‘We’re staying hopeful’: Why the 4-year fight to stop Bristol Airport’s expansion isn’t over yet

Bristol Airport Action Network protesting the proposed expansion of Bristol airport.
Bristol Airport Action Network protesting the proposed expansion of Bristol airport. Copyright Bristol Airport Action Network - BAAN / Twitter
By Charlotte Elton
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The High Court has given Bristol airport permission to increase its annual capacity from 10 million to 12 million passengers.

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The UK High Court has approved the expansion of Bristol Airport - a ruling climate campaigners have vowed to fight.

The decision gives the airport permission to increase its annual capacity from 10 million to 12 million passengers.

Activists from Bristol Airport Action Network (BAAN) - the group that mounted the legal challenge against the expansion - have pledged to appeal the ruling.

“We are very disappointed, of course,” said Stephen Clarke, one of the coordinators for BAAN.

“But we have spoken to our barrister and she has identified various potential grounds for appeal.

“This decision cannot be allowed to stand - it is madness.”

Why has Bristol Airport been granted approval to expand?

Bristol Airport first announced its intention to expand in 2018. Locals hit back, flooding local politicians with 8,900 letters of objection.

In 2020, the North Somerset Council blocked the project, citing environmental concerns.

But the local council’s decision was later overruled by the UK government’s Planning Inspectorate.

Now, the High Court has supported the Planning Inspectorate. Chief Lord Justice Lane conceded that the expansion would have an impact on the environment, but argued that a local government cannot overturn a decision made by a national government agency.

The ruling “trashes local democracy,” Clarke said.

“There were 11,000 responses to the planning consultation request, and 84 per cent of those were against [the expansion],” Clarke says.

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The proposed Bristol airport expansion will see an additional 2 million passengers travel through the airport every year.canva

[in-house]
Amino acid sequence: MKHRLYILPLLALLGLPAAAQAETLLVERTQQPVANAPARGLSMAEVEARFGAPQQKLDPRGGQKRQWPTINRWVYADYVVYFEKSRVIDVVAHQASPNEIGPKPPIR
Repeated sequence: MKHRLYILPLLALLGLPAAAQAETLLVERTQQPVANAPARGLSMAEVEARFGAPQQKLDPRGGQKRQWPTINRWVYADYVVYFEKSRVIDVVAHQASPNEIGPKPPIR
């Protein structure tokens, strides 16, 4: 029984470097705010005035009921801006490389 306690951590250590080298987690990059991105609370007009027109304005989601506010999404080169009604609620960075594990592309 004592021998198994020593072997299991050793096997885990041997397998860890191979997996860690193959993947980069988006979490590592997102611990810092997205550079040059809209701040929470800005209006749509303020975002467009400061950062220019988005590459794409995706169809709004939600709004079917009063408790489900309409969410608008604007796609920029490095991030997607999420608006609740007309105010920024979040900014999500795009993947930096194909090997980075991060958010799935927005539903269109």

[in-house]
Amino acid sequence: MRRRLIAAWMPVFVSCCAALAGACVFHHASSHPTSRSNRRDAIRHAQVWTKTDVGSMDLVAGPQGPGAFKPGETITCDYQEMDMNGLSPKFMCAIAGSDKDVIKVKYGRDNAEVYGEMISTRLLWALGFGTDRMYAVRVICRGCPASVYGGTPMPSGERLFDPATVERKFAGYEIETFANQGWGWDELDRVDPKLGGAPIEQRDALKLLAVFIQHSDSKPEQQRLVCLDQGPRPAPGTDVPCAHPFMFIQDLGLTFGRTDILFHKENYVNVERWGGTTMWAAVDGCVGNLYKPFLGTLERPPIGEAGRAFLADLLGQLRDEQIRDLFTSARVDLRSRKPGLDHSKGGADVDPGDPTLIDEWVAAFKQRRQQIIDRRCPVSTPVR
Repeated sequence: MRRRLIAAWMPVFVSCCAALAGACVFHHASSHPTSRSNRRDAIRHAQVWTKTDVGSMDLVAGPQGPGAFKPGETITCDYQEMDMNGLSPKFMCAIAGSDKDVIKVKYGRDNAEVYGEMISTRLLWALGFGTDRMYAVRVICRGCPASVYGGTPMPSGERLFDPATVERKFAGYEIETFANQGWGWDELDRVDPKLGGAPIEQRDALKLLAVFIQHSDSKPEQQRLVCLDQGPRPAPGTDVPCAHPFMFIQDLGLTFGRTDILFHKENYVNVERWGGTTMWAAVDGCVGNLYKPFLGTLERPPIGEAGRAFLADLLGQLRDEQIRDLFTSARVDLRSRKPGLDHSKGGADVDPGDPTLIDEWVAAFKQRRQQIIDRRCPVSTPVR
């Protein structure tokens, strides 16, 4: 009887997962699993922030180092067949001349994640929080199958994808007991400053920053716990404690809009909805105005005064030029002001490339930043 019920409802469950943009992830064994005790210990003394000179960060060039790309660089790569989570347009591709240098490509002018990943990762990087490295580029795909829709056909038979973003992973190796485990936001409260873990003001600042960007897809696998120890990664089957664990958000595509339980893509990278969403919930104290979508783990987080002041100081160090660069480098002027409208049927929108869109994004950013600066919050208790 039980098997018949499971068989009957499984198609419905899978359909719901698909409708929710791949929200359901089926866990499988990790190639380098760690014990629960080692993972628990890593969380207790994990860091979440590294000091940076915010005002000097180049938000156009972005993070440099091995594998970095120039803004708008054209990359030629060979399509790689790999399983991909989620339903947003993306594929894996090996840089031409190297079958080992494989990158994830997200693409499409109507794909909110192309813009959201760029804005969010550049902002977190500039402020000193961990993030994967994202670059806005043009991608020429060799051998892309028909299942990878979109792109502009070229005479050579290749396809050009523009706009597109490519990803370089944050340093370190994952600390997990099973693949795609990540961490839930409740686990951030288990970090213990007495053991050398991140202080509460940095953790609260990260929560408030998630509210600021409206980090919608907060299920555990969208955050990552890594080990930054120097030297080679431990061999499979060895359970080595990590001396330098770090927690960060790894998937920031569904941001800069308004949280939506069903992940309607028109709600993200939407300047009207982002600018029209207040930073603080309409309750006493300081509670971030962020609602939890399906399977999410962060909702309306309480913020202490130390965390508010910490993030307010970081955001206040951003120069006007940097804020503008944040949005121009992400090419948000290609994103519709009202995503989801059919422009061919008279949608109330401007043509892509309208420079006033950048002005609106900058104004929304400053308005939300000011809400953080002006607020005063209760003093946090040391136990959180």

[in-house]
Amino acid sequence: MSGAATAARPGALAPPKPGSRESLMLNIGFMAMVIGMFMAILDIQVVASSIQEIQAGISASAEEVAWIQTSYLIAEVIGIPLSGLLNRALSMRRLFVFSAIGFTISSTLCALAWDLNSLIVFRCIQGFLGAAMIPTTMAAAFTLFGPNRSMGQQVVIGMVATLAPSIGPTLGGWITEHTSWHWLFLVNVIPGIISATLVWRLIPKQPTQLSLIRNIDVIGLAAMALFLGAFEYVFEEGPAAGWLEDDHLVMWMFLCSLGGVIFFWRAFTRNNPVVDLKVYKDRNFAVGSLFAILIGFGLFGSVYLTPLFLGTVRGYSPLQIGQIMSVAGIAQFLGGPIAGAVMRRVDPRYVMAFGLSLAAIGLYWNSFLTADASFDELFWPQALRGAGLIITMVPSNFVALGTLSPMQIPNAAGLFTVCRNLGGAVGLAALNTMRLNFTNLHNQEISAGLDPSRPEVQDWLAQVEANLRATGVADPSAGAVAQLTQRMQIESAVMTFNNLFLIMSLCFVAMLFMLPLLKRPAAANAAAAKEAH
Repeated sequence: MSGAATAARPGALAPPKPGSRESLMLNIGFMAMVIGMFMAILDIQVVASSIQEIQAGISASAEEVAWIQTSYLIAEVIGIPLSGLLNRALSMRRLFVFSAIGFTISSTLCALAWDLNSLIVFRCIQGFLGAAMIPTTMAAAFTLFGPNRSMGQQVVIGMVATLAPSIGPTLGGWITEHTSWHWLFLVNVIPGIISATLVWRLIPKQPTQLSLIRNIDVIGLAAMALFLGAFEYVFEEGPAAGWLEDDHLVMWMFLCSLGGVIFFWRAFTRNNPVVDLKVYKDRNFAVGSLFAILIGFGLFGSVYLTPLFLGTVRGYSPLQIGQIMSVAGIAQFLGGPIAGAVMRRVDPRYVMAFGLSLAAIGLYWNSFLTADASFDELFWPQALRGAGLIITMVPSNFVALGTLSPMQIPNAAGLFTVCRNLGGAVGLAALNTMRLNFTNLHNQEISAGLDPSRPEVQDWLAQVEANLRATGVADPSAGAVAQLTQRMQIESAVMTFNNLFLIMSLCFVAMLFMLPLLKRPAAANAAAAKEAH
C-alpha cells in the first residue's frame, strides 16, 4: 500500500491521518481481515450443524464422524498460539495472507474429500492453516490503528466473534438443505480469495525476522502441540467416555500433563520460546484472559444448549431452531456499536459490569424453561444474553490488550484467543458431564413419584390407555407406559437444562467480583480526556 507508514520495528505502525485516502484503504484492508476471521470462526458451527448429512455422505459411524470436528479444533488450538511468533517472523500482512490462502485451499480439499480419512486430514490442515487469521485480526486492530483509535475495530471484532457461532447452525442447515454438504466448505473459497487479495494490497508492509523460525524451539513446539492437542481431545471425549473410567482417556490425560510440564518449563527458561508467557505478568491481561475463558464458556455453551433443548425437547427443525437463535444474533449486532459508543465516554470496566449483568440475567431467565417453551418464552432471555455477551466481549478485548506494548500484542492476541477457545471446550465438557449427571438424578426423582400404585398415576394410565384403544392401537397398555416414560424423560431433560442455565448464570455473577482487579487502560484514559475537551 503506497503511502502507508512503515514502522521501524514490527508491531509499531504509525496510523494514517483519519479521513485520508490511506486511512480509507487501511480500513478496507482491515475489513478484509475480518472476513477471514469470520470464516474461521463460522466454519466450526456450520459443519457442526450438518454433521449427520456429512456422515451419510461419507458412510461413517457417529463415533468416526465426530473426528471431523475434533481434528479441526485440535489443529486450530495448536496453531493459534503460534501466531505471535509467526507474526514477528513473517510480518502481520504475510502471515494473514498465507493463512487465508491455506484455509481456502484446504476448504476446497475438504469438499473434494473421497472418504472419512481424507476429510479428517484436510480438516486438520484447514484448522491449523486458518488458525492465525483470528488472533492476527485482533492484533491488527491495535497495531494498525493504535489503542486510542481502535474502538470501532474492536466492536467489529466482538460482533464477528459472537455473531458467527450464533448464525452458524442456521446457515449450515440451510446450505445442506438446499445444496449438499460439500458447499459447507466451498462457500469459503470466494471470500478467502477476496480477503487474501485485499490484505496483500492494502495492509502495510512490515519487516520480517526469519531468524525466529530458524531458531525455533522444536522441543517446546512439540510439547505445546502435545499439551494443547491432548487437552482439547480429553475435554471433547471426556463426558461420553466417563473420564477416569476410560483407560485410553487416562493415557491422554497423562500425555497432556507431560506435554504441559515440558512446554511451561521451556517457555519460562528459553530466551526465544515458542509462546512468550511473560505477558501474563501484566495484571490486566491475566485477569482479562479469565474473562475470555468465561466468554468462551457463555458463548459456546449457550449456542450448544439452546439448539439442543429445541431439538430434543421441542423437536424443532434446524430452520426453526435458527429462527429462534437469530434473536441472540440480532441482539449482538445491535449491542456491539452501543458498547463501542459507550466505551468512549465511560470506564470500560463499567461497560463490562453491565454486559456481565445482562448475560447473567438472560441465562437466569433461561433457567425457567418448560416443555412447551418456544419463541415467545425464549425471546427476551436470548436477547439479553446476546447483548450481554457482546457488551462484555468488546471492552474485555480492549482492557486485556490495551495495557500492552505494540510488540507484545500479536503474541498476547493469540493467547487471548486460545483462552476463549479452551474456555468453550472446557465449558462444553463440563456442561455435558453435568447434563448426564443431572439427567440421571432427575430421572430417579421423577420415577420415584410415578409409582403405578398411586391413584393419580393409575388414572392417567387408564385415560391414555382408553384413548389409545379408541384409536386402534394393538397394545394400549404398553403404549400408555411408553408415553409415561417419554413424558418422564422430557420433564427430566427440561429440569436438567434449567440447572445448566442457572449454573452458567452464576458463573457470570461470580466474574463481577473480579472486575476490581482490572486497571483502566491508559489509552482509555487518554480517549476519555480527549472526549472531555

“Local opinion has been completely ignored. The only people the ruling seems to benefit are the Ontario Teachers’ Pension Plan [the company which owns the airport].”

A Bristol Airport spokesperson welcomed the decision, insisting that it will create 5,000 new jobs and provide a massive cash injection to improve customer experience.

The airport has pledged to become net-zero by 2030. However, this will only include operational emissions, like baggage conveyers and shuttle buses, excluding emissions from flights.

“When they say net-zero, they’re not talking about the planes, they’re talking about the lightbulbs,” said Clarke.

“It’s confused people, it’s classic greenwash.”

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What environmental impact will the airport expansion have?

If it is allowed to go ahead, the planned expansion will see two million additional passengers pass through Bristol Airport every year.

It will also spew an additional 484,000 tonnes of CO2 equivalent into the atmosphere each year according to research by the New Economics Foundation - six times more than the airport predicts.

The ruling could have wider ramifications outside of Bristol too. Multiple UK airports are planning expansions and this court decision may limit the power of local governments to stop them.

But campaigners aren’t giving up.

“We stay hopeful. We’re not always going to be under this government,” said Clarke.

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“This application was made in December 2018. Environmental awareness has spread a lot since then - and people continue to become informed on the issue.”

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